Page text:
3. Try to be rational about your opportunities. A straight downsizing operation where, say, four people will be chasing two jobs is relatively uncommon. Usually the changes being proposed will go wider than just paring back on net headcount. Press to see job descriptions for the future structure so that you can make informed and rational decisions.
  4. Don’t try to rely on your reputation within the organization to see you through. I found it quite common for a third party to be brought in to carry out the nuts and bolts of changes and consultation. Sometimes that was consultants, sometimes it was someone from another part of the same organization, or from a similar organisation. Whatever, it’s likely to be someone who doesn’t know you well, or at all. They probably won’t know about whatever it is you think gives you a reputation within the existing structure.
  5. Reappraise your CV. How well do you come across on paper? There’s probably nothing you can do this time around to boost your CV, unless you have allowed it to become out of date, but reviewing it is one of the best things you can do to reach a realistic and rational assessment of your experience and skills. Don’t forget that nowadays, your digital/on-line presence (social media, blogs, LinkedIn etc) is also a legitimate component of your overall CV, so review that as well. Many internal reorganisations don’t involve the full job application paraphernalia for existing staff who are “at risk”, and the paperwork may just involve you making what is often called “an expression of interest”.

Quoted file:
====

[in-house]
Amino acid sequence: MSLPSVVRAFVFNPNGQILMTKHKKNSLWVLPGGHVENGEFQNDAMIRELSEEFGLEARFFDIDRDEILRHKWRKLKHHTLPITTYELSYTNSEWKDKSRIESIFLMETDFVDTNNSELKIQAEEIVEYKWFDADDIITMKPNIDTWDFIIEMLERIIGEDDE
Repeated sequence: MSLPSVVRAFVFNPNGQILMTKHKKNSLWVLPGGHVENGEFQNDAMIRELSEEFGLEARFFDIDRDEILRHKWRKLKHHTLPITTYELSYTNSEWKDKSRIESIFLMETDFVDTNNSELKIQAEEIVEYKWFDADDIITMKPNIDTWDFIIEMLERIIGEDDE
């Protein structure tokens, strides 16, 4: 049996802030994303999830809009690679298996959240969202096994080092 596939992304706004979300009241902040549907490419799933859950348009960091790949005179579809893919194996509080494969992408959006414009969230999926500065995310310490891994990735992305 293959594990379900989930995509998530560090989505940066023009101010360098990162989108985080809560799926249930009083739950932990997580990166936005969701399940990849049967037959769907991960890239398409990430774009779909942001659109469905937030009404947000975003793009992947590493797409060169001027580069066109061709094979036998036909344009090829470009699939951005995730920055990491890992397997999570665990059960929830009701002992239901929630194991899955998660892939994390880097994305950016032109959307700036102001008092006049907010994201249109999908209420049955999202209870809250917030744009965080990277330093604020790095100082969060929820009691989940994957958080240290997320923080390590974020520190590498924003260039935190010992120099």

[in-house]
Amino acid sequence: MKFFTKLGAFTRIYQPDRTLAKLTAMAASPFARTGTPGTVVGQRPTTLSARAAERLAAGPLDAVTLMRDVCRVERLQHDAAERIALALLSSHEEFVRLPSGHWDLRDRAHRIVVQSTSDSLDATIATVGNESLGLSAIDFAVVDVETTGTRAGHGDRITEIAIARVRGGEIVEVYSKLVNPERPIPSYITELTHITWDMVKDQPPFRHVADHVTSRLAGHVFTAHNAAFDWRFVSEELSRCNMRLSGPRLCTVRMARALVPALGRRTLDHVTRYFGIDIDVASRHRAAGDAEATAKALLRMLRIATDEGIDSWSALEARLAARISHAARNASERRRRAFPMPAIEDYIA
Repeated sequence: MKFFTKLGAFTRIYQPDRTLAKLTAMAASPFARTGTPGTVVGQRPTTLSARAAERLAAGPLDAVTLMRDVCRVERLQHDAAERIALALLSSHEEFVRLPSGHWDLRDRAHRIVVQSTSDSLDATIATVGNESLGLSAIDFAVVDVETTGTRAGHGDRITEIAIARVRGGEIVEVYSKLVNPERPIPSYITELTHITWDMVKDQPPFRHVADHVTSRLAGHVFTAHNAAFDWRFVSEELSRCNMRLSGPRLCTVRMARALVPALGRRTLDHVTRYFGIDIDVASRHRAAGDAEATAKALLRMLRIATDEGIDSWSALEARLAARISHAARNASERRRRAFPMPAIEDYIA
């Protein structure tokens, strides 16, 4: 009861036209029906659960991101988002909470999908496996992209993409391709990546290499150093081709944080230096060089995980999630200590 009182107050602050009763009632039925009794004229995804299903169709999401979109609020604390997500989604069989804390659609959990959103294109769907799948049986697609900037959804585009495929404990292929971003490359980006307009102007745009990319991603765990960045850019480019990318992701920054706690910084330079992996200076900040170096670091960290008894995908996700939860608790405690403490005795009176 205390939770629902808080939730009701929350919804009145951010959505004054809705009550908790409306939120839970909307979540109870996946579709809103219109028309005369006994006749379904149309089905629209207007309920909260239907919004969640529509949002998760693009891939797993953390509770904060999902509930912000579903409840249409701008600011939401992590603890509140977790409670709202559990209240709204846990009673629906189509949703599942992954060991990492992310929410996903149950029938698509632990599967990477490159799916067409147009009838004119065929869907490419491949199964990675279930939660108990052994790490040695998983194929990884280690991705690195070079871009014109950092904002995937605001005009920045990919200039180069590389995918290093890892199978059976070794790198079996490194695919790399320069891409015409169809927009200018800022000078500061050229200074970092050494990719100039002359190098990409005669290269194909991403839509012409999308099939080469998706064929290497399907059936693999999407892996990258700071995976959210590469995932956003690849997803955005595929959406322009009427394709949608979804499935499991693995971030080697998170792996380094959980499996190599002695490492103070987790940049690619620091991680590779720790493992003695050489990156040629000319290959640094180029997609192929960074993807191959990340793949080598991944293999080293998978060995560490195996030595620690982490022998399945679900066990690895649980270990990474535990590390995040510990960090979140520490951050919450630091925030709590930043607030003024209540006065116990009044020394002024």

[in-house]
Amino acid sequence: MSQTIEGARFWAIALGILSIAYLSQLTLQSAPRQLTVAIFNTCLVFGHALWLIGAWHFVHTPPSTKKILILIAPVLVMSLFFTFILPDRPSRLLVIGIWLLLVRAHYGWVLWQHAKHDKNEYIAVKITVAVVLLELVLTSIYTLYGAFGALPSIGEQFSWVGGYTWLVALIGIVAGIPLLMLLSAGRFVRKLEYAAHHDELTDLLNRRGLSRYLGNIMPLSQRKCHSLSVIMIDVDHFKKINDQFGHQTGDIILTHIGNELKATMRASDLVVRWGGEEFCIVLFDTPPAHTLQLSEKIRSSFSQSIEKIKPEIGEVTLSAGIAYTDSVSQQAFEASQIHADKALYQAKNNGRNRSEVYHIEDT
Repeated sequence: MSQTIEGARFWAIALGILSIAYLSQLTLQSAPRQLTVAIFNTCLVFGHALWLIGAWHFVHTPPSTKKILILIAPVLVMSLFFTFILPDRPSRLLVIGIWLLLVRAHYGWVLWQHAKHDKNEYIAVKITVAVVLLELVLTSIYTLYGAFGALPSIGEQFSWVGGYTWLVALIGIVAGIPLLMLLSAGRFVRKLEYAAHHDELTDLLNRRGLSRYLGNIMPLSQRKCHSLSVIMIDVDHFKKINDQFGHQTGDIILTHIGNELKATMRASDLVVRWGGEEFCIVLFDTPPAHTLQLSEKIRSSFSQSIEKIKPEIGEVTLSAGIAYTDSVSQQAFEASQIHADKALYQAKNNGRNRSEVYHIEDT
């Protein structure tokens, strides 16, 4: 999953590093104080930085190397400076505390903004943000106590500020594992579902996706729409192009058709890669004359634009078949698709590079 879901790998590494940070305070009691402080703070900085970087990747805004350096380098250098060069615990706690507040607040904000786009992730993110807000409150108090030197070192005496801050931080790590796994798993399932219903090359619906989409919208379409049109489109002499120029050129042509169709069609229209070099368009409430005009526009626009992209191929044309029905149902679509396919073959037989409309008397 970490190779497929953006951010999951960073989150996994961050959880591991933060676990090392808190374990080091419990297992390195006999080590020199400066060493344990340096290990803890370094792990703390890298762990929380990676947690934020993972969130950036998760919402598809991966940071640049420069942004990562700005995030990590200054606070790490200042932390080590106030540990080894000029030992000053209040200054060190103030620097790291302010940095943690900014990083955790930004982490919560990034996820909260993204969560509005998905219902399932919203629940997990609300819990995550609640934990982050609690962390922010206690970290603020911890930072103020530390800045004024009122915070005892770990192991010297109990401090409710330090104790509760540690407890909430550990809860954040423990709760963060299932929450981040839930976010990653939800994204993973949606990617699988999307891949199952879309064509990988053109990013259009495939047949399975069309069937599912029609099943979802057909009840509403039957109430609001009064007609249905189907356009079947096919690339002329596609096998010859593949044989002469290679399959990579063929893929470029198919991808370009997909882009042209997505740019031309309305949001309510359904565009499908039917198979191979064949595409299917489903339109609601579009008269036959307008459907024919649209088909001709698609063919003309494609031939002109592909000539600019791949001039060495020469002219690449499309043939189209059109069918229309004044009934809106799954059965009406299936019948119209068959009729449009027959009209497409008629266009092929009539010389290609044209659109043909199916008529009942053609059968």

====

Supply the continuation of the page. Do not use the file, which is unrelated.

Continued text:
6. Make sure you have a support network. You’ll want to talk. You’ll need to talk. Make sure you have people who will listen. It’s amazing how useful it can be to have someone just to act as a sounding board. Being “at risk” is a trial of your emotions – make no mistake about that. It’s good to talk.
  7. Take a little time to think about why you do the job you do. Ask yourself some basic questions. Is it for the money? The status? Your impact?  Dunno really? This will help you assess your motivation as a person whose post is “at risk”. You never know: this might be the reorganization that has you saying “Time to go”.
  8. Be prepared to use your “at risk” status as a springboard for a job change. You may find you are entitled to preferential access to some jobs within the new structure.  Be realistic, but be honest with yourself too. Maybe a change is overdue?

 

Being put “at risk” might, with the eventual benefit of hindsight, be something you look upon as an important milestone. I look back at a couple of such points from my own career when, left to my own devices, I’d probably have languished in a dull job had not had the rug pulled out from under my feet. The ride can be uncomfortable, but the destination might be rewarding.

Tom Phillips is a freelance photographer and social media trainer. You can see his work or contact him here.